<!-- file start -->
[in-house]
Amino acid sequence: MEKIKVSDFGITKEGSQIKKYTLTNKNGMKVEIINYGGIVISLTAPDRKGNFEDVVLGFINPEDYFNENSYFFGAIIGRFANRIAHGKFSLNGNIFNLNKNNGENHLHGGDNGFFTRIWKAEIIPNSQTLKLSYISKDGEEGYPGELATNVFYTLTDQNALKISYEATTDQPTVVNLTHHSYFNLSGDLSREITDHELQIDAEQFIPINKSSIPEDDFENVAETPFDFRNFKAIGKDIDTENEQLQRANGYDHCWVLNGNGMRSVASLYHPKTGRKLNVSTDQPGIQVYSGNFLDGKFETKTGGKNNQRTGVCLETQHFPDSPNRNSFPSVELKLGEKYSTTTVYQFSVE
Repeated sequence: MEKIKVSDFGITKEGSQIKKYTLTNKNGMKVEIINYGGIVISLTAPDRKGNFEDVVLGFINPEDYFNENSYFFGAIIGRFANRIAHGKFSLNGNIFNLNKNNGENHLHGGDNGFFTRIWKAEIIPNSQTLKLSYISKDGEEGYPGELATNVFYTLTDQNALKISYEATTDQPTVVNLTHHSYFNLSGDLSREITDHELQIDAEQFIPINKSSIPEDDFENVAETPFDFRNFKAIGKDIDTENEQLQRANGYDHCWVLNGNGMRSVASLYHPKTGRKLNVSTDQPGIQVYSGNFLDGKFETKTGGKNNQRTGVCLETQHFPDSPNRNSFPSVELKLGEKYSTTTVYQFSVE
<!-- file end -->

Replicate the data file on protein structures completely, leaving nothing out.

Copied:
[in-house]
Amino acid sequence: MEKIKVSDFGITKEGSQIKKYTLTNKNGMKVEIINYGGIVISLTAPDRKGNFEDVVLGFINPEDYFNENSYFFGAIIGRFANRIAHGKFSLNGNIFNLNKNNGENHLHGGDNGFFTRIWKAEIIPNSQTLKLSYISKDGEEGYPGELATNVFYTLTDQNALKISYEATTDQPTVVNLTHHSYFNLSGDLSREITDHELQIDAEQFIPINKSSIPEDDFENVAETPFDFRNFKAIGKDIDTENEQLQRANGYDHCWVLNGNGMRSVASLYHPKTGRKLNVSTDQPGIQVYSGNFLDGKFETKTGGKNNQRTGVCLETQHFPDSPNRNSFPSVELKLGEKYSTTTVYQFSVE
Repeated sequence: MEKIKVSDFGITKEGSQIKKYTLTNKNGMKVEIINYGGIVISLTAPDRKGNFEDVVLGFINPEDYFNENSYFFGAIIGRFANRIAHGKFSLNGNIFNLNKNNGENHLHGGDNGFFTRIWKAEIIPNSQTLKLSYISKDGEEGYPGELATNVFYTLTDQNALKISYEATTDQPTVVNLTHHSYFNLSGDLSREITDHELQIDAEQFIPINKSSIPEDDFENVAETPFDFRNFKAIGKDIDTENEQLQRANGYDHCWVLNGNGMRSVASLYHPKTGRKLNVSTDQPGIQVYSGNFLDGKFETKTGGKNNQRTGVCLETQHFPDSPNRNSFPSVELKLGEKYSTTTVYQFSVE